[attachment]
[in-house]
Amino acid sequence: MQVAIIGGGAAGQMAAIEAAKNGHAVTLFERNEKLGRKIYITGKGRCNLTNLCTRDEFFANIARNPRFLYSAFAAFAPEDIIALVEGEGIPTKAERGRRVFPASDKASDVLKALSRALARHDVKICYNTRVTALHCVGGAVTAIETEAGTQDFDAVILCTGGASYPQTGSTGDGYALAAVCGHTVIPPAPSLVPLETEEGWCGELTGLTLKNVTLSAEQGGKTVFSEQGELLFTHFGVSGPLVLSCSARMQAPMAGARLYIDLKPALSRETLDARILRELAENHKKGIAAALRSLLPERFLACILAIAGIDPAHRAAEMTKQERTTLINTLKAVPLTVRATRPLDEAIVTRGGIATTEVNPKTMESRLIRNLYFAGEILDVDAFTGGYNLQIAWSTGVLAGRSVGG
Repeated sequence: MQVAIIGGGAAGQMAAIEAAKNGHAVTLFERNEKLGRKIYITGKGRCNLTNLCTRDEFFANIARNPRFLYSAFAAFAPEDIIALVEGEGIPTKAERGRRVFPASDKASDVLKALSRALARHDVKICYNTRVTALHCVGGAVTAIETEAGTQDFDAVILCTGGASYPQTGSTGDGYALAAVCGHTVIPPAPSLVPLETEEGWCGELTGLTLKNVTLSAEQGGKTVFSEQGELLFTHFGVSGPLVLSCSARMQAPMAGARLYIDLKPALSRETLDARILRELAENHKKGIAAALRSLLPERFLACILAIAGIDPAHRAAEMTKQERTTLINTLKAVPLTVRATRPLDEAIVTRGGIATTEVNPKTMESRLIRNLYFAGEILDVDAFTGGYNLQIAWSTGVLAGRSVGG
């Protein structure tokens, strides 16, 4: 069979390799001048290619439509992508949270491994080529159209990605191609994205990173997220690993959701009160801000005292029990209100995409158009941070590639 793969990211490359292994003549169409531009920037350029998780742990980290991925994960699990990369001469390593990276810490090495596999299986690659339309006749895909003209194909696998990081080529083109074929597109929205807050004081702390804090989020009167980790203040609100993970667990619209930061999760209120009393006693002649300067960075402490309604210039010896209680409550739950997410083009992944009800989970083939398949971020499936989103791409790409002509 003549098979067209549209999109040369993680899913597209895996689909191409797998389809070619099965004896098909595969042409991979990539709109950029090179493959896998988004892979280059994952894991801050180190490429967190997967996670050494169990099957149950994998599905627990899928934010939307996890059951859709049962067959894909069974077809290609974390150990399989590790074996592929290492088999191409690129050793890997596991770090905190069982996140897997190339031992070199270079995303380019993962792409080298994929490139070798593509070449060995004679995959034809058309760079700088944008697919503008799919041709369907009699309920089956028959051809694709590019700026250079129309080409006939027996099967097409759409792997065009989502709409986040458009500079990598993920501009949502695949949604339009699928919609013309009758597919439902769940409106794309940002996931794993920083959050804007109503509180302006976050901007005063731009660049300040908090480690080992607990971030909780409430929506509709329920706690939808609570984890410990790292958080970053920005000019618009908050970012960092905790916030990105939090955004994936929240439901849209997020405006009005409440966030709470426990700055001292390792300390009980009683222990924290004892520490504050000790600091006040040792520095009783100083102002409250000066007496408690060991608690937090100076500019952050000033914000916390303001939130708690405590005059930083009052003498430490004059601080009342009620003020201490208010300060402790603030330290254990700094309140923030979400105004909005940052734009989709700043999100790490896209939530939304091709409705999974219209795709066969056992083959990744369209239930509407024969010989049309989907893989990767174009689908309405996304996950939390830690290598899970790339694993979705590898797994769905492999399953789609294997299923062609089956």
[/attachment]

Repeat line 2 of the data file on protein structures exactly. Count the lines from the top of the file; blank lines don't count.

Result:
Amino acid sequence: MQVAIIGGGAAGQMAAIEAAKNGHAVTLFERNEKLGRKIYITGKGRCNLTNLCTRDEFFANIARNPRFLYSAFAAFAPEDIIALVEGEGIPTKAERGRRVFPASDKASDVLKALSRALARHDVKICYNTRVTALHCVGGAVTAIETEAGTQDFDAVILCTGGASYPQTGSTGDGYALAAVCGHTVIPPAPSLVPLETEEGWCGELTGLTLKNVTLSAEQGGKTVFSEQGELLFTHFGVSGPLVLSCSARMQAPMAGARLYIDLKPALSRETLDARILRELAENHKKGIAAALRSLLPERFLACILAIAGIDPAHRAAEMTKQERTTLINTLKAVPLTVRATRPLDEAIVTRGGIATTEVNPKTMESRLIRNLYFAGEILDVDAFTGGYNLQIAWSTGVLAGRSVGG